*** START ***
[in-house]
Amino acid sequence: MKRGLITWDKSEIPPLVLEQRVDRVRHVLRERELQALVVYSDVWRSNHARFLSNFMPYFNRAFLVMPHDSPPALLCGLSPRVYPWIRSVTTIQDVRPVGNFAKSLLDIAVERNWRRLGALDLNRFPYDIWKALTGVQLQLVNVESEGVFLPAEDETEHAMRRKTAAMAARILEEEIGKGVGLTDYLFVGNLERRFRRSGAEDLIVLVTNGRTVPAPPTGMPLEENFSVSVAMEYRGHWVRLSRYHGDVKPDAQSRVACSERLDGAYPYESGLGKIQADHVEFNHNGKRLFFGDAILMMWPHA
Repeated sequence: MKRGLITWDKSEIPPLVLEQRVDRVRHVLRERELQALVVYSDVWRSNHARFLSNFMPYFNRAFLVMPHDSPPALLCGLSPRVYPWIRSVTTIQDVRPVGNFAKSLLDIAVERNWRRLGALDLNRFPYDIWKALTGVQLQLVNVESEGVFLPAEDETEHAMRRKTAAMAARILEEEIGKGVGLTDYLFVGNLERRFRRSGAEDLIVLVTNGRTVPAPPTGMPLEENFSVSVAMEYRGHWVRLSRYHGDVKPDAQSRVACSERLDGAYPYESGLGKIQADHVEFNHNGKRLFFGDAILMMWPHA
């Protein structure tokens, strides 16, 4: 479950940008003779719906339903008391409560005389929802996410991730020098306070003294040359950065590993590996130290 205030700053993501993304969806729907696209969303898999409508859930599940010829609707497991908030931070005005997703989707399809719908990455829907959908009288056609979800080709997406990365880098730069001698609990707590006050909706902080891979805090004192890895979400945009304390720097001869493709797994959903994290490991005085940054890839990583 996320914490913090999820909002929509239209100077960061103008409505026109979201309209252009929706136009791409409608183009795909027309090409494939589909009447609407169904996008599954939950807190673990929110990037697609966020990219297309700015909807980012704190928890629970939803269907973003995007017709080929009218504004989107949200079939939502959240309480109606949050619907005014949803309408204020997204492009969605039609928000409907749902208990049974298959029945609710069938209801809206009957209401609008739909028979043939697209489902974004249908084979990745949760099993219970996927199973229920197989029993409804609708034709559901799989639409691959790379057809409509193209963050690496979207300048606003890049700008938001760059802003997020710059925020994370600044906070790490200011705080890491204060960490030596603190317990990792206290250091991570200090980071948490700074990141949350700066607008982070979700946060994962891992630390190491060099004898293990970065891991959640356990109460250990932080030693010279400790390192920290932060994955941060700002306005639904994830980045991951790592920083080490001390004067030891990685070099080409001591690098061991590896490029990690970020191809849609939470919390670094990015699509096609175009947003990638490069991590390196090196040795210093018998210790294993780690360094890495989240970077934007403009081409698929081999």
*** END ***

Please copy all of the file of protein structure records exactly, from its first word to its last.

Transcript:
[in-house]
Amino acid sequence: MKRGLITWDKSEIPPLVLEQRVDRVRHVLRERELQALVVYSDVWRSNHARFLSNFMPYFNRAFLVMPHDSPPALLCGLSPRVYPWIRSVTTIQDVRPVGNFAKSLLDIAVERNWRRLGALDLNRFPYDIWKALTGVQLQLVNVESEGVFLPAEDETEHAMRRKTAAMAARILEEEIGKGVGLTDYLFVGNLERRFRRSGAEDLIVLVTNGRTVPAPPTGMPLEENFSVSVAMEYRGHWVRLSRYHGDVKPDAQSRVACSERLDGAYPYESGLGKIQADHVEFNHNGKRLFFGDAILMMWPHA
Repeated sequence: MKRGLITWDKSEIPPLVLEQRVDRVRHVLRERELQALVVYSDVWRSNHARFLSNFMPYFNRAFLVMPHDSPPALLCGLSPRVYPWIRSVTTIQDVRPVGNFAKSLLDIAVERNWRRLGALDLNRFPYDIWKALTGVQLQLVNVESEGVFLPAEDETEHAMRRKTAAMAARILEEEIGKGVGLTDYLFVGNLERRFRRSGAEDLIVLVTNGRTVPAPPTGMPLEENFSVSVAMEYRGHWVRLSRYHGDVKPDAQSRVACSERLDGAYPYESGLGKIQADHVEFNHNGKRLFFGDAILMMWPHA
């Protein structure tokens, strides 16, 4: 479950940008003779719906339903008391409560005389929802996410991730020098306070003294040359950065590993590996130290 205030700053993501993304969806729907696209969303898999409508859930599940010829609707497991908030931070005005997703989707399809719908990455829907959908009288056609979800080709997406990365880098730069001698609990707590006050909706902080891979805090004192890895979400945009304390720097001869493709797994959903994290490991005085940054890839990583 996320914490913090999820909002929509239209100077960061103008409505026109979201309209252009929706136009791409409608183009795909027309090409494939589909009447609407169904996008599954939950807190673990929110990037697609966020990219297309700015909807980012704190928890629970939803269907973003995007017709080929009218504004989107949200079939939502959240309480109606949050619907005014949803309408204020997204492009969605039609928000409907749902208990049974298959029945609710069938209801809206009957209401609008739909028979043939697209489902974004249908084979990745949760099993219970996927199973229920197989029993409804609708034709559901799989639409691959790379057809409509193209963050690496979207300048606003890049700008938001760059802003997020710059925020994370600044906070790490200011705080890491204060960490030596603190317990990792206290250091991570200090980071948490700074990141949350700066607008982070979700946060994962891992630390190491060099004898293990970065891991959640356990109460250990932080030693010279400790390192920290932060994955941060700002306005639904994830980045991951790592920083080490001390004067030891990685070099080409001591690098061991590896490029990690970020191809849609939470919390670094990015699509096609175009947003990638490069991590390196090196040795210093018998210790294993780690360094890495989240970077934007403009081409698929081999």